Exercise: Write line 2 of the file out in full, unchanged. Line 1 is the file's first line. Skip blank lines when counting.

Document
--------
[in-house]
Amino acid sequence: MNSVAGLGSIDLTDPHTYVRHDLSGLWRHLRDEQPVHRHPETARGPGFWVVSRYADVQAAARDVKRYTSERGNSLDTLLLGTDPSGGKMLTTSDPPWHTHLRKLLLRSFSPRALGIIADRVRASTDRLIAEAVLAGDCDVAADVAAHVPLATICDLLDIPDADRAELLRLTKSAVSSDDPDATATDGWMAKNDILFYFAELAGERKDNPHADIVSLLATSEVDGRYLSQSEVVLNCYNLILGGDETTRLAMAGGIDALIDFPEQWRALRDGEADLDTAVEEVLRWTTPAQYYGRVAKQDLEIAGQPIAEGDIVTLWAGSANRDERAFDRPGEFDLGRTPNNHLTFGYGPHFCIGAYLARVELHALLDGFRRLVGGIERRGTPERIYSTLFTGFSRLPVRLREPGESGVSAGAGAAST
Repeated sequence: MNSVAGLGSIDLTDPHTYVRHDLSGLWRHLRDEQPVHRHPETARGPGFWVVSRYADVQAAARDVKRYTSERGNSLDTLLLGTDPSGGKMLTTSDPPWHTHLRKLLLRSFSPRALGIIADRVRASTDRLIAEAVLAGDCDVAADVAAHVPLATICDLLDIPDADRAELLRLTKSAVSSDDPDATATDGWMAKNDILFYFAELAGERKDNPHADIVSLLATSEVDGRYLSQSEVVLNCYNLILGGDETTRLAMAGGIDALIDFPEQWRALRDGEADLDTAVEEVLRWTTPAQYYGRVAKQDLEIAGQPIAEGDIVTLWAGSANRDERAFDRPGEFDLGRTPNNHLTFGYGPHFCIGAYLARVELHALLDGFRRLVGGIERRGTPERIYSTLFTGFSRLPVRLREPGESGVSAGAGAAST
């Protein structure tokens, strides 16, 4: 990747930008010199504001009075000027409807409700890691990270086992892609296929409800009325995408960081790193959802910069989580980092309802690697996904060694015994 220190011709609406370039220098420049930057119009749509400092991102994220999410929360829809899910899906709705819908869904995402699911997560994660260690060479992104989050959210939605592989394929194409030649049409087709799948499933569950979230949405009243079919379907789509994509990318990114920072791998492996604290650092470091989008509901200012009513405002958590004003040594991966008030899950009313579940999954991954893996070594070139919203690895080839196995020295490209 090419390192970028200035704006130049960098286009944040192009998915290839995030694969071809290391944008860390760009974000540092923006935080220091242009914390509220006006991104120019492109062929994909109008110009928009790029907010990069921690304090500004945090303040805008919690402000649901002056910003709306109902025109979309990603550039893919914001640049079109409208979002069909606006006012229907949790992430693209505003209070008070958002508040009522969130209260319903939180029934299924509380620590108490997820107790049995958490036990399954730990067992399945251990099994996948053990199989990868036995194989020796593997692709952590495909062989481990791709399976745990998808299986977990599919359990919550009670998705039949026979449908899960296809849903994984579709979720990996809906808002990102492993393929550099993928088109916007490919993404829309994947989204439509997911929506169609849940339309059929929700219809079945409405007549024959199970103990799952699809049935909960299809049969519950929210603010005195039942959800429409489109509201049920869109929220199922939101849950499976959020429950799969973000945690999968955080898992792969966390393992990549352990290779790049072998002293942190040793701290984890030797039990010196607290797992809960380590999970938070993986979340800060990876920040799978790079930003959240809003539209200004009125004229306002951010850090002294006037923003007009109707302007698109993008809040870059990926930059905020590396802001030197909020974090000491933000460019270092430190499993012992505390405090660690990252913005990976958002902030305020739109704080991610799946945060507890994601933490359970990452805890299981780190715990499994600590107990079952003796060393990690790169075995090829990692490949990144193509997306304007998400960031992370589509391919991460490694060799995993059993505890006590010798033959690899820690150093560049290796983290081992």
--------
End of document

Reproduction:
Amino acid sequence: MNSVAGLGSIDLTDPHTYVRHDLSGLWRHLRDEQPVHRHPETARGPGFWVVSRYADVQAAARDVKRYTSERGNSLDTLLLGTDPSGGKMLTTSDPPWHTHLRKLLLRSFSPRALGIIADRVRASTDRLIAEAVLAGDCDVAADVAAHVPLATICDLLDIPDADRAELLRLTKSAVSSDDPDATATDGWMAKNDILFYFAELAGERKDNPHADIVSLLATSEVDGRYLSQSEVVLNCYNLILGGDETTRLAMAGGIDALIDFPEQWRALRDGEADLDTAVEEVLRWTTPAQYYGRVAKQDLEIAGQPIAEGDIVTLWAGSANRDERAFDRPGEFDLGRTPNNHLTFGYGPHFCIGAYLARVELHALLDGFRRLVGGIERRGTPERIYSTLFTGFSRLPVRLREPGESGVSAGAGAAST